Hip-hop isn’t all about guns, drugs, and women. Sure, it has a tradition of talking about these topics — and rappers have the right to do so. It originated, after all, in the Bronx in New York City.
Plus, hip-hop has a history of being a means to protest. We all know about the social activism of Tupac Shakur and NWA.
So it is amazing when we see the rise of someone in the hip-hop scene with no backing from a major record label whatsoever: Chance the Rapper.
Chance seemingly has it all now, especially with the release of his debut album The Big Day. But why is there such a contrast between how fans and critics feel about his latest work?
Chance Had It In Him to Succeed
If you’ve been following the story of Chance the Rapper since the beginning, it’d be hard not to feel so proud of him. He started from the bottom and clawed his way up.
Chance’s first music was the result of him being temporarily suspended for bringing marijuana in high school. It also helped that his teachers didn’t think he’d make it in the industry.
And so he came up with his 10 Day mixtape, a project that took eight months. The duration was all worth it though as Complex Magazine and Forbes took notice.
But 10 Day wasn’t going to be his crowning achievement — far from it. With his second project Acid Rap, more critics discovered him and praised the mixtape.
‘Coloring Book’ and Worldwide Attention
Chance the Rapper wouldn’t be where he is today without Kanye West. The latter released his album The Life of Pablo in 2016 and it featured Chance in the iconic track “Ultralight Beam”.
From there, the 26-year-old rapper released Coloring Book. This was his third mixtape and it landed at No. 8 on the Billboard 200 even if it was only available on streaming platforms.
Critics loved Coloring Book. Chance would go on to win three Grammys in 2017: Best New Artist, Best Rap Performance, and Best Rap Album.
‘The Big Day’ Feels Arduous, Yet Critics Don’t Seem to Mind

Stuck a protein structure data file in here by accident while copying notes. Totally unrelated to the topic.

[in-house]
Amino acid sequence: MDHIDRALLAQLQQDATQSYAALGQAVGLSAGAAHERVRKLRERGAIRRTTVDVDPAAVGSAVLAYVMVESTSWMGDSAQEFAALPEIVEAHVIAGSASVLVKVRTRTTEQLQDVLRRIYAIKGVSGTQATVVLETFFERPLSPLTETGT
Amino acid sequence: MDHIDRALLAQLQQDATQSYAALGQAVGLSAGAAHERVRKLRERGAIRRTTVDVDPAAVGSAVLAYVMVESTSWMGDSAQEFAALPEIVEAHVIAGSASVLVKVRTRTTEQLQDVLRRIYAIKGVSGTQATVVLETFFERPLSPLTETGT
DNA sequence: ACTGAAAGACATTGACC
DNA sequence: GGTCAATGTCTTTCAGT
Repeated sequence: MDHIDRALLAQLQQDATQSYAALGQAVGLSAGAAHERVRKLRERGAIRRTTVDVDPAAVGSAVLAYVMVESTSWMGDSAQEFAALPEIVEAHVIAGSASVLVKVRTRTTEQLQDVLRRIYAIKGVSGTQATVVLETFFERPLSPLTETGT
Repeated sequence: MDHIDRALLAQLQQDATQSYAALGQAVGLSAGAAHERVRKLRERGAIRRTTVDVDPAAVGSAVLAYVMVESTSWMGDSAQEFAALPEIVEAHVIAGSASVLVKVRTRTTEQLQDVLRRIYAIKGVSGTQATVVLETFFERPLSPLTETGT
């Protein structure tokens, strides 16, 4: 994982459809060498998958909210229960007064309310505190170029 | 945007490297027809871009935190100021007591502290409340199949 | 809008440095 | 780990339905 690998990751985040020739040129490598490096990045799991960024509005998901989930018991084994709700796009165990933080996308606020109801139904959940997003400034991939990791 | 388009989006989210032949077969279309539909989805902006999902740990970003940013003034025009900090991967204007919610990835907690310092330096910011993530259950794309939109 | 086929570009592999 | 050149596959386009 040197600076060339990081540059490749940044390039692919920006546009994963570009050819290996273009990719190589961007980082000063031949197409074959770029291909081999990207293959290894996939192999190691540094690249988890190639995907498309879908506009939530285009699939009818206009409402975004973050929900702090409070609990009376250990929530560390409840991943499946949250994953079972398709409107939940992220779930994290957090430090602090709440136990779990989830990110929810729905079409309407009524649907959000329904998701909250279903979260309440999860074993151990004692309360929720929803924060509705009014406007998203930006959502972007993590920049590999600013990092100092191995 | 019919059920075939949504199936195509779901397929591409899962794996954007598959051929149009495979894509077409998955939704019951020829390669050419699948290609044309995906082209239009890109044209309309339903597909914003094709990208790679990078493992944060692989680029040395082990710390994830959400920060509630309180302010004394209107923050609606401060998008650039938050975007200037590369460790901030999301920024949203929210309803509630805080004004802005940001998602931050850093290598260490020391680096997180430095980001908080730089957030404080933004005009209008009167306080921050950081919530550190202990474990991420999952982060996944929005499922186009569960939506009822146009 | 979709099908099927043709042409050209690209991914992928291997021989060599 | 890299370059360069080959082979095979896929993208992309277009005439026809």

Let’s be honest here. Music is subjective, yes. But for the most part, fans weren’t happy at all about The Big Day.
For one, the album was 77 minutes long — that’s over an hour. That would be okay if the tracks were great, but that is far from the case.
The Big Day is a celebration of life for Chance. He’s happily married and he’s grateful for everything. But all these positive things don’t make an album sound cohesive and genuinely heartfelt.
Chance’s verses here lack the appeal of what made his first three mixtapes so appealing in the first place. It’s cute and all but there’s nothing else for listeners to pay attention to.
Yet here’s something odd: The critics aren’t that critical of The Big Day. AllMusic and The Guardian both gave it four stars out of five while The A.V. Clu awarded it with an “A”.
It was clear that social media was less impressed about The Big Day, but the big websites were more forgiving. Perhaps it’s just a matter of taste.
Then again, it was the negative reviews from the ordinary people which made Chance admit that he was feeling the shame and overall disappointment — that he wants to do better.
Only time will tell how The Big Day pans out and reveals whether the critics were doing something shady or just being generally welcoming of Chance’s debut album.